Archive for July, 2008

Who needs pitchers anyway?

July 13, 2008

Today’s game was just another one of those reminders.  A reminder that we could have had John Danks and Edinson Volquez at the back of our rotation, instead of the pile of garbage we’ve been throwing out there every night.  Now, folks will tell you the Rangers are doing well (they’re not), and that the pitching is the same as always, but when Jayson Stark puts Danks and Volquez in his list of half-season Cy Young contenders, all you can do is be mad.

The Rangers threw those two players away, despite them being top prospects for so long that everyone was just waiting for them to win in Arlington.  Danks never got the chance, and Volquez was messed around for a while before being shipped out.  The apologists will tell you that we have Josh Hamilton instead, and although he’s been great so far, I still haven’t seen him throw a single pitch.

Once again the Rangers are running out of pitchers to start games.  Can’t decide if it’s just bad management (it is), bad pitching (it is), injuries (it is), or the pitching coach (it sure is).  I know there have been studies of how much effect a pitching coach has, and some say they do and some say they don’t.  I know that Mark Connor is a bad pitching coach.  One of these days I’ll take a look at his career and see how he has done.  I don’t expect it to be good.

There was a quote a while back, wish I could find it, where Volquez said he went from just throwing last year to pitching this year.  Basically, someone taught him there was a point to being up there and choosing a pitch, not just throwing at random.  I wonder who might have done that?  A pitching coach, maybe?  One that knows what he is doing?

Of the twelve guys that have started a game for the Rangers this year, only four have an ERA+ greater than 100.  Even Padilla, who you think has been pitching well, is at 88, with an ERA of 4.70.  The four above 100 are Ponson (106, now a Yankee), Hurley (115, four starts, on the DL), AJ Murray (117, two starts, on the DL), and Matt Harrison (160, one start, presumably back to the minors).  Is it any coincidence that these guys start getting hurt once they get in the hands of Mark Connor?  Every year?  Fire the guy, please.

Since you’re wondering, Danks is 171 and Volquez is 189.  And since I know you’re thinking “but there’s no guarantee they would have done that for the Rangers”, I can tell you that they wouldn’t, because they would be on a team that doesn’t know how to handle young pitching.  Best thing for their careers was to escape.

I can’t decide:  Paint him green, and does Warner Madrigal look more like Shrek or the Hulk?

Great headline on the Rangers site the other day:  Rangers lose by scoreboard only.  Not sure what other ways they’re supposed to lose, but I bet they can find them.

Everyone has suddenly started saying the Rangers are playing well, second best record in the league since April 26.  That is true (with a 41-28 record since then), but if you want to pick dates like that (April 26 being the day the Rangers bottomed out), how about I pick one too?  May 16 – since that date, the Rangers are 28-23, the ninth best record in the American League since then.  That’s right, for almost the last two months, when everyone has been praising the team for playing well, they aren’t even in the top half of the league.  And much of that was against the NL (10-8), who the rest of the AL was beating up on (which has produced another array of ridiculous stories about how the NL sucks and the AL is great, with various reasons.  The Washington Post at least put in the point that the NL dominated for 20 years and now it’s the AL’s turn, of course they put it in the very last line of the story after giving a hundred reasons why the AL is dominant now.  It’s luck, stupid).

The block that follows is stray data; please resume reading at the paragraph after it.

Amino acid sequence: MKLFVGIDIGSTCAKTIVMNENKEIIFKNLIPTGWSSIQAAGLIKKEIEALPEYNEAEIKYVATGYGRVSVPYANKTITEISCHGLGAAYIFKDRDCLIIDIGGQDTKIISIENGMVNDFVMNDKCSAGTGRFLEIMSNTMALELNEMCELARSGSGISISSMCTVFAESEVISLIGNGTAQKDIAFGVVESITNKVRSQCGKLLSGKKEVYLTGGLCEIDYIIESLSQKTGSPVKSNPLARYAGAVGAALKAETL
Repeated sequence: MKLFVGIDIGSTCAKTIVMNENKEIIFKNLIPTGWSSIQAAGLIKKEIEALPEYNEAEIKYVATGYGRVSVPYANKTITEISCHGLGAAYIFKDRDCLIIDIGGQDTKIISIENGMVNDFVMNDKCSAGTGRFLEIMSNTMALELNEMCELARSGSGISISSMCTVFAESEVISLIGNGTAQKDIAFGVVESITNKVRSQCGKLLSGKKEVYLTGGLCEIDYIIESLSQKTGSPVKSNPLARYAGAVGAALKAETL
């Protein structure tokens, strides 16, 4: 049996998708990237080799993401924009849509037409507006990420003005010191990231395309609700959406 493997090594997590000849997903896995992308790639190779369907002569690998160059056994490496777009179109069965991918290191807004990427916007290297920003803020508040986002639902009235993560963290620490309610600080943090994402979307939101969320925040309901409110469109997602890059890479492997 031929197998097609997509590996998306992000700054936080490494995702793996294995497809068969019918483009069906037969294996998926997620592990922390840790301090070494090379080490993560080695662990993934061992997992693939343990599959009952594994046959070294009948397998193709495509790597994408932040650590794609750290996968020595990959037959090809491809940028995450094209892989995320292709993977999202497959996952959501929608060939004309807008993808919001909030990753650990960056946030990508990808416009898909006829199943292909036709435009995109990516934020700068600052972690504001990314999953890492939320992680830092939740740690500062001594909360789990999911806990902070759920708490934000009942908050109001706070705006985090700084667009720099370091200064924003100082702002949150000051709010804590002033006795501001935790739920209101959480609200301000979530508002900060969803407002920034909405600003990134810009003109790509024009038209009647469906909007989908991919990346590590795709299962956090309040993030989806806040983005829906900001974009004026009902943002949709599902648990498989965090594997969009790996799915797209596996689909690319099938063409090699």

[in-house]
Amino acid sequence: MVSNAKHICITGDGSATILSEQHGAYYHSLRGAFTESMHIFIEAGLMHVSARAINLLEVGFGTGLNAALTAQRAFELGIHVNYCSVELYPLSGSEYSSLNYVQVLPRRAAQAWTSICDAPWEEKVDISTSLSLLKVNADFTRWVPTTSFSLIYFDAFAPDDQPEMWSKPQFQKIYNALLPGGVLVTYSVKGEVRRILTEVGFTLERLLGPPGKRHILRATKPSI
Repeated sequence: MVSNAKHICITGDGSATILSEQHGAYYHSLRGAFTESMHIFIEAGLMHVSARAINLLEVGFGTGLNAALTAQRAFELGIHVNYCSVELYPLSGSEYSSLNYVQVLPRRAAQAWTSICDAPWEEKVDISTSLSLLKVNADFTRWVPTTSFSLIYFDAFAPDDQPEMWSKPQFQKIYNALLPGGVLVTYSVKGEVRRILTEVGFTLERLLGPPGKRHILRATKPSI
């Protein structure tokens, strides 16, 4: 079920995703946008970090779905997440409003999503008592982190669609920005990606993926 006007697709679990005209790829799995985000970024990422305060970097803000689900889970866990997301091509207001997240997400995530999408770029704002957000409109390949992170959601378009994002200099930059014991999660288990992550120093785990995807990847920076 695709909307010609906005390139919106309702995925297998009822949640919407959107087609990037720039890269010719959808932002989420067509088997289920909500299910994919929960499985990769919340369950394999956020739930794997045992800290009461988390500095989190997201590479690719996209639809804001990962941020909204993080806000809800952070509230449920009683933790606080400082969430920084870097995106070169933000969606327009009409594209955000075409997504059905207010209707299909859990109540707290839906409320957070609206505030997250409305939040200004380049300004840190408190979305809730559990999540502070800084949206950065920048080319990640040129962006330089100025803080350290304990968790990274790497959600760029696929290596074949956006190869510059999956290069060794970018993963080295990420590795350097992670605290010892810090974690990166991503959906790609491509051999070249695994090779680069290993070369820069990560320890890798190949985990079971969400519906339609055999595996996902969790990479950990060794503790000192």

So, stop pretending the Rangers are doing well, and are contenders.  It’s caused people to forget what a horrible job Ron Washington is doing, and Mark Connor.  There’s a reason we’re sending four players and zero pitchers to the All Star Game.  Let’s all calm down, enjoy Chris Davis and his brief cup of coffee (because Big Ron has decided that Blalock will be better at first if he ever gets back), and wait for 2010.  By then Mark Connor should be gone, and won’t be able to destroy any more of our prospects.

Life, Interrupted

July 1, 2008

Hi there! It’s been a while. Too long, in fact. I hope you missed me, or at least didn’t delete me from your feed reader. Actually, it’s been about six or seven weeks since I last wrote here. I’ve been meaning to, every day I’ve come up with a different idea or theme or something. I just haven’t gotten around to writing them down. And, once the days starting slipping into weeks, it just became easier and easier not to write. Makes Jamey Newberg look like a freaking firehose, doesn’t it?

Fact is, I got a new job in mid-May, and it’s been sucking up all my time and energy. When you go from a job you don’t really care about, to one that you’re passionately interested in, that’ll happen. Is it my dream job? No, probably not, since I don’t get to a) swing a bat, b) kick a ball, or c) dive into a swimming pool full of cash every day. But in terms of what I enjoy doing, which is messing around with software, it’s pretty high up there. It’s with a huge company that you may or may not have heard of, but who I’m not allowed to name since they have rules about blogging. And, although there’s no swimming pool of money involved, I can certainly take off my shoes and splash around in a puddle. Life, right now, is pretty darn good.

And you’d be forgiven for thinking that life is good for the Rangers. One of the things you haven’t missed lately is my dragging down the mood of the party in Arlington. There’s some perception going on that the Rangers are doing well. They are, if you consider that we’re now in July (by 16 minutes as I write) and they haven’t been mathematically eliminated yet. Let’s take a look at a chart: